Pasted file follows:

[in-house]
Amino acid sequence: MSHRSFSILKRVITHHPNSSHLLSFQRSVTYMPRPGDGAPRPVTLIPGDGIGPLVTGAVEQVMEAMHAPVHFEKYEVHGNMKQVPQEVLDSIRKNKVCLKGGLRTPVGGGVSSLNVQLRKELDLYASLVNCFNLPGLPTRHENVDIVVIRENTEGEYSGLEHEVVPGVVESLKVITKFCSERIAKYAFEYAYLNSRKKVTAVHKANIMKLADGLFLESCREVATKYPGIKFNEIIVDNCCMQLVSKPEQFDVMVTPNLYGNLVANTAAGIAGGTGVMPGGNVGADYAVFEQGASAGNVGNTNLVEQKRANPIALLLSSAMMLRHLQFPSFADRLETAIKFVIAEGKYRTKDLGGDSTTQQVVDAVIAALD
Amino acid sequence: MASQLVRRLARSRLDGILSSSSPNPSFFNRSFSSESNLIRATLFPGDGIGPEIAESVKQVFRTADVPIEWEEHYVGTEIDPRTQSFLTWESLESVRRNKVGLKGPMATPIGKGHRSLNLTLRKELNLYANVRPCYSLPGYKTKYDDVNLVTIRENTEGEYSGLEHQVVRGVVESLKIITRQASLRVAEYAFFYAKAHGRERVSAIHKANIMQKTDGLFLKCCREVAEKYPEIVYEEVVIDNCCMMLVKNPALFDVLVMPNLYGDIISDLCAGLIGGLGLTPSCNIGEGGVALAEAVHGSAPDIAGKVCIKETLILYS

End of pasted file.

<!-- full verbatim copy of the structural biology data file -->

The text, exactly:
[in-house]
Amino acid sequence: MSHRSFSILKRVITHHPNSSHLLSFQRSVTYMPRPGDGAPRPVTLIPGDGIGPLVTGAVEQVMEAMHAPVHFEKYEVHGNMKQVPQEVLDSIRKNKVCLKGGLRTPVGGGVSSLNVQLRKELDLYASLVNCFNLPGLPTRHENVDIVVIRENTEGEYSGLEHEVVPGVVESLKVITKFCSERIAKYAFEYAYLNSRKKVTAVHKANIMKLADGLFLESCREVATKYPGIKFNEIIVDNCCMQLVSKPEQFDVMVTPNLYGNLVANTAAGIAGGTGVMPGGNVGADYAVFEQGASAGNVGNTNLVEQKRANPIALLLSSAMMLRHLQFPSFADRLETAIKFVIAEGKYRTKDLGGDSTTQQVVDAVIAALD
Amino acid sequence: MASQLVRRLARSRLDGILSSSSPNPSFFNRSFSSESNLIRATLFPGDGIGPEIAESVKQVFRTADVPIEWEEHYVGTEIDPRTQSFLTWESLESVRRNKVGLKGPMATPIGKGHRSLNLTLRKELNLYANVRPCYSLPGYKTKYDDVNLVTIRENTEGEYSGLEHQVVRGVVESLKIITRQASLRVAEYAFFYAKAHGRERVSAIHKANIMQKTDGLFLKCCREVAEKYPEIVYEEVVIDNCCMMLVKNPALFDVLVMPNLYGDIISDLCAGLIGGLGLTPSCNIGEGGVALAEAVHGSAPDIAGKVCIKETLILYS